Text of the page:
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Anna Nicole Smith died at the age of 39 on Thursday — as if you needed a reminder from me. We in the media went nuts that day, and the ratings show that most of the country did as well. The saturation coverage rivaled the death of a president.
I'm not saying I was above it all. I had an interest in Anna Nicole, especially when she was temporarily gorgeous in those Guess Jeans ads in the early 1990s. But the reaction Friday seemed a little over the top to me, even for someone like Anna Nicole Smith who had lots of what some people value more than anything in this country: fame. Doesn't matter how or why you're famous, just be famous.
In her case there was no particular accomplishment or talent, save for making a spectacle out of herself. Even those who loved her called her life a "train wreck," and it definitely was fascinating to watch the "Anna Nicole Express" come off the tracks. Like that time when she was 20 and working as a stripper in Texas, she met and married an 89-year-old billionaire and former Yale Law School professor. The professor's kids, of course, didn't like it when he left her all his money in his will, and the court battle kept us entertained. But that was about it. Her short-lived reality TV show was a bust. Beyond that all I ever saw her do was blow kisses to the cameras.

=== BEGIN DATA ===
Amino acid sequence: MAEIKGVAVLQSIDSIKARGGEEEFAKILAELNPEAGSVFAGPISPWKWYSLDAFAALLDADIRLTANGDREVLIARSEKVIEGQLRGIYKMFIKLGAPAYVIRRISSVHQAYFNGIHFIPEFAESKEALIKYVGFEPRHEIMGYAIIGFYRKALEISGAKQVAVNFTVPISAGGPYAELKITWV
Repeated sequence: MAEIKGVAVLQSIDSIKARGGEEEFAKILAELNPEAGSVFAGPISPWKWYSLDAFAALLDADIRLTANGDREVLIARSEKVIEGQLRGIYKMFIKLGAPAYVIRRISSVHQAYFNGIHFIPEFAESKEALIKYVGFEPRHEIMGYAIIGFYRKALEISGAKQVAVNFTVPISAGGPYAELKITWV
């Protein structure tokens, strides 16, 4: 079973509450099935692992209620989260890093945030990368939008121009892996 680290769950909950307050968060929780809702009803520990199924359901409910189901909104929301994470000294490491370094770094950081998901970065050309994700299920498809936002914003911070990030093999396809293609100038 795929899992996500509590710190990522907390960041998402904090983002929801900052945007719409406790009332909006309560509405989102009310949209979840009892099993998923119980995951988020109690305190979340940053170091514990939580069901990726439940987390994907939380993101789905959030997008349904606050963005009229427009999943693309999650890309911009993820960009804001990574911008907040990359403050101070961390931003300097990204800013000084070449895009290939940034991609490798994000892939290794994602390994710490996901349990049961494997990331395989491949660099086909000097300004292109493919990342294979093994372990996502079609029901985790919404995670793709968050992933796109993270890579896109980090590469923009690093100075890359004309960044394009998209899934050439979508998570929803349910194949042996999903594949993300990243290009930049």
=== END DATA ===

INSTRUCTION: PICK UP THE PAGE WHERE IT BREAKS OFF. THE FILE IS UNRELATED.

I'm sure she was a nice lady to those who knew and loved her, and I felt bad for her when her son died. But really, I have my own problems to worry about. And watching the coverage it was easy to forget something: that Anna Nicole Smith wasn't the only person who died last week.
Now in war, people die. We know that. The troops know that. But how many of us who don't have a personal relative or friend fighting over there can recall the name — just the name — of a U.S. service member killed in the war last week, or last month, or last year. I'm ashamed to say when I thought of this my mind drew a blank.
We all support the troops. Just sometimes, like on Anna Nicole Friday, it's hard to tell.
That's My Word.
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